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29. May 2014

 

Last week I published a resource round-up for OpenGL HLSL shader programming and one of the tools I mentioned was nVidia NSight.  One of the major downsides at the time was a lack of Visual Studio 2013 support, while the Eclipse version was Linux and Mac OS only.  With todays release of NSight 4 this has been rectified.

Visual Studio 2013 support isn’t the only new feature, the new release adds:

 

New NVIDIA® Nsight™ Visual Studio Edition 4.0 Features:
  • Support for the new Maxwell architecture (for example, found in the GeForce GTX 750 Ti and 750).
  • Added support for new GPUs, such as the GeForce GT 720M, GeForce GT 730M, GeForce GT 735M, and GeForce 740M.
  • Microsoft Visual Studio 2013 is now supported.
  • Visual Studio macros are now supported, so values such as $(TargetPath), $(ProjectDir), and $(LocalDebuggerCommandArguments) are able to be added on the NVIDIA Nsight properties page.

 

Graphics Debugging and Profiling
  • The Nsight Frame Debugger, when running DirectX™ applications, has been redesigned to use flexible, dockable tool windows.
  • Dynamic shader editing is now available for GLSL shaders.
  • Debugging of release compiled HLSL shaders at the byte code level.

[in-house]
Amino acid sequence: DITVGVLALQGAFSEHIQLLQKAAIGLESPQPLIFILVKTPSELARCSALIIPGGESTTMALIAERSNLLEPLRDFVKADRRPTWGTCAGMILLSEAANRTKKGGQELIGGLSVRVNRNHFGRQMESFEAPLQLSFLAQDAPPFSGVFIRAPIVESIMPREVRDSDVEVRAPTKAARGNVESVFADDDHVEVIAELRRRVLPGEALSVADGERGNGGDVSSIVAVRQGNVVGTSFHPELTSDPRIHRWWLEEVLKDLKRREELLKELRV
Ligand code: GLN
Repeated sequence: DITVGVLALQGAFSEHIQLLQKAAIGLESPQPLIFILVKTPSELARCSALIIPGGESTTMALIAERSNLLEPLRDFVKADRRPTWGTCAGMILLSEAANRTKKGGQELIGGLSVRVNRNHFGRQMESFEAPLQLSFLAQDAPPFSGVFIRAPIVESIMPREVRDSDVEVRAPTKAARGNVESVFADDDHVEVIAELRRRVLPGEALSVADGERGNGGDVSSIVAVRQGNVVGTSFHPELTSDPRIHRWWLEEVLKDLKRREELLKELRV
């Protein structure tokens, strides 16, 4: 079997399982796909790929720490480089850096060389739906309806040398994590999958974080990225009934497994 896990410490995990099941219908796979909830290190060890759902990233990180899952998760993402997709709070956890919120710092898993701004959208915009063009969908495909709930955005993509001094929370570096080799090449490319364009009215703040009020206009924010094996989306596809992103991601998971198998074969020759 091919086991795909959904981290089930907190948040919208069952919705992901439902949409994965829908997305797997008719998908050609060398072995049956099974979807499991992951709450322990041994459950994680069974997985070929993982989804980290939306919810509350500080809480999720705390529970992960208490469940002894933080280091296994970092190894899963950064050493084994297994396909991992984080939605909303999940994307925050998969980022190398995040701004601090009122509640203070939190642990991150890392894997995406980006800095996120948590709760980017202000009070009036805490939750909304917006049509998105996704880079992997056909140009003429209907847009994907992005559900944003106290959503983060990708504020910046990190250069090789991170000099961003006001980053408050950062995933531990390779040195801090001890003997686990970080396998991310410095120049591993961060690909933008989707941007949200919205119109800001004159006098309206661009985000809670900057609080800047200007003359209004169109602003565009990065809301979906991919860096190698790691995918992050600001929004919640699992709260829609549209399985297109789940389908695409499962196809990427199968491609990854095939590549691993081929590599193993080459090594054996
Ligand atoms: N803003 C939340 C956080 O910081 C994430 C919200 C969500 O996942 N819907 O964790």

• Pixel history supported for release compiled shaders.
  • Frame Profiler results can be exported to an Excel/CSV file.
  • Support for FP16 vertices in the Geometry viewer.
  • Visual Studio can now visualize the Render Target/Back Buffer/Frame Buffer.

 

Compute Debugging and Profiling
  • Support for the CUDA 6.0 Toolkit.
  • Microsoft Visual Studio 2013 is now supported.Note: In order to build CUDA applications, your project settings will need to be set up for the Visual Studio 2012 or prior toolset.
  • Several bug fixes.

 

If you’ve never heard of NSight, in their own words it is:

NVIDIA® Nsight™ Development Platform, Visual Studio Edition brings GPU Computing into Microsoft Visual Studio. Build, Debug, Profile and Trace heterogeneous compute and graphics applications using CUDA C/C++, OpenCL, DirectCompute, Direct3D, and OpenGL.

 

It’s is a free download and can be downloaded here.  Be sure you are running a very current display driver and obviously nVidia hardware.

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